AP Television Writer
STAMFORD, Conn. (AP) -- NBC has borrowed an idea -- and a voice -- from football's popular "Red Zone" broadcasts for a digital channel that tries to reflect the breadth and immediacy of the busy days at the Winter Olympics.
The "Gold Zone" is one of NBC's most popular online offerings, and perhaps a model for how future Olympics will be presented on television.
On Thursday, the "Gold Zone" dipped into coverage of the first U.S. men's hockey game, a 7-1 rout of Slovakia. Shrinking pictures so two appeared side-by-side on the screen, host Andrew Siciliano simultaneously displayed Russia's game with Slovenia, and asked viewers to vote via Twitter which game they most wanted to see.
Within an hour, "Gold Zone" also darted around to live speed skating, curling and biathlon.
At one point, the screen was divided into quarters with live action in each box.
NBC tried something similar during the London Olympics in 2012 as an alternative to streams of individual sports, but without any narration, said Rick Cordella, senior vice president and general manager of NBC Sports Digital. A few months ago, the company decided to fully embrace its inspiration by contacting Siciliano.
Siciliano was hosting a sports talk radio and a cable TV program on fantasy football nine years ago when Fox and DirecTV approached him with the "Red Zone" idea. "My initial reaction was, 'I'm going to miss sitting on my couch with my friends'" on NFL Sundays, he said.
The football show follows several games simultaneously, hopping from one to another at key moments, often when one team is within an opponent's "red zone" -- 20 yards or less from a touchdown. It appeals to fans, along with bettors and fantasy football players, who don't want to watch entire games, but do want to see every big play.
The idea clicked, so much so that the NFL Network began producing its own version for distribution to cable companies. Siciliano doesn't miss his friends on the couch at home.
"I get to stand in front of a wall of televisions and be America's remote control," he said.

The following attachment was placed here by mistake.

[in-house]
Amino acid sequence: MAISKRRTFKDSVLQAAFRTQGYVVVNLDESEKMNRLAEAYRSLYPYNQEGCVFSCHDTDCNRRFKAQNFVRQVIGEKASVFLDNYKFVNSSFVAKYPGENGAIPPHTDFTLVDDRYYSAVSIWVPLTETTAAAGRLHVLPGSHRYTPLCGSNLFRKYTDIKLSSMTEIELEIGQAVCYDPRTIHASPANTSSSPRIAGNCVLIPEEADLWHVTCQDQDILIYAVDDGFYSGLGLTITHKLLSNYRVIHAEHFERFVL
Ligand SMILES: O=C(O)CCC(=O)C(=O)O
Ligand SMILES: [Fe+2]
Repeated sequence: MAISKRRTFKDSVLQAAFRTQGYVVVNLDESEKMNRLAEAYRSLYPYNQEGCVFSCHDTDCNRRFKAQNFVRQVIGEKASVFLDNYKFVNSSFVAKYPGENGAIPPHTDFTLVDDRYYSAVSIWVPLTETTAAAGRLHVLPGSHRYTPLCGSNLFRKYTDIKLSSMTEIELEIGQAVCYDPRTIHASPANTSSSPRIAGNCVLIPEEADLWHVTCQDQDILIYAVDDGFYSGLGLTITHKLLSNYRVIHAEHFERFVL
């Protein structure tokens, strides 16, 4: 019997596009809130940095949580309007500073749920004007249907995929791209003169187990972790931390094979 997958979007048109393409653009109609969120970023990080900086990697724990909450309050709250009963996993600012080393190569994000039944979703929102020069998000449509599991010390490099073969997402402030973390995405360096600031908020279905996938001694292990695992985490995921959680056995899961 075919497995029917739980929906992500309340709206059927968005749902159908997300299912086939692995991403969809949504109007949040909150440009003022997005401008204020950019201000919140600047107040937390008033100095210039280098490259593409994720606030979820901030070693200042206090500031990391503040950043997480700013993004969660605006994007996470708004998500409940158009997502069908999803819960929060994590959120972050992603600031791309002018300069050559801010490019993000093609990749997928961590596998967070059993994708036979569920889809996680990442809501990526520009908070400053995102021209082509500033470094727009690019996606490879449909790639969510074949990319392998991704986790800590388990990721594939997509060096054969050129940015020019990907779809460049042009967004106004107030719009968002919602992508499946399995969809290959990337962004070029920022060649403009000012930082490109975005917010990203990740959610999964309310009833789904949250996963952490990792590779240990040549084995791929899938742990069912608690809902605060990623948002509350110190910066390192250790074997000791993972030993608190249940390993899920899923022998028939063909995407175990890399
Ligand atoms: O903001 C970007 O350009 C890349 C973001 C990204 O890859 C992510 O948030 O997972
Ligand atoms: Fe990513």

For "Gold Zone," Siciliano works in a studio at the NBC Sports Group's headquarters in Connecticut. He's onscreen for a 7 to 11 a.m. ET time shift, which is late afternoon and early evening Sochi time. He's relieved by colleague Ryan Burr, who works his own four-hour shift starting at 11.
With the NFL, Siciliano figures he knows about every player in the league. But for the Olympics, he's had a crash course on the more than 2,000 athletes in competition, including how to pronounce difficult names.
"Gold Zone" will take feeds of individual sport announcers, both from NBC and the IOC, and Siciliano ties it all together as a narrator to keep viewers abreast of developing stories.
"People want to see the celebrations. They want to see the emotions," he said. "The emotions are so raw because these athletes have been training for this for all of their lives."
The show is a clearinghouse for Olympic fans who don't want to curate their own viewing experiences. Traffic to "Gold Zone" has exceeded all expectations, Cordella said. The stream has had 279,000 unique visitors throughout the Olympics, with more than 10 million minutes watched, NBC said.
"I love it," Siciliano said, "because I truly think it's the future. With instant gratification, it's getting to the point where the viewer assumes that everything will be like the 'Red Zone.' They won't miss anything."
It's also no stretch to see the same concept be applied to television during future Olympics, perhaps on the NBC Sports Network.
"That will be a decision for others to make," Cordella said.
David Bauder can be reached at email@example.com or on Twitter@dbauder. His work can be found at http://bigstory.ap.org/content/david-bauder
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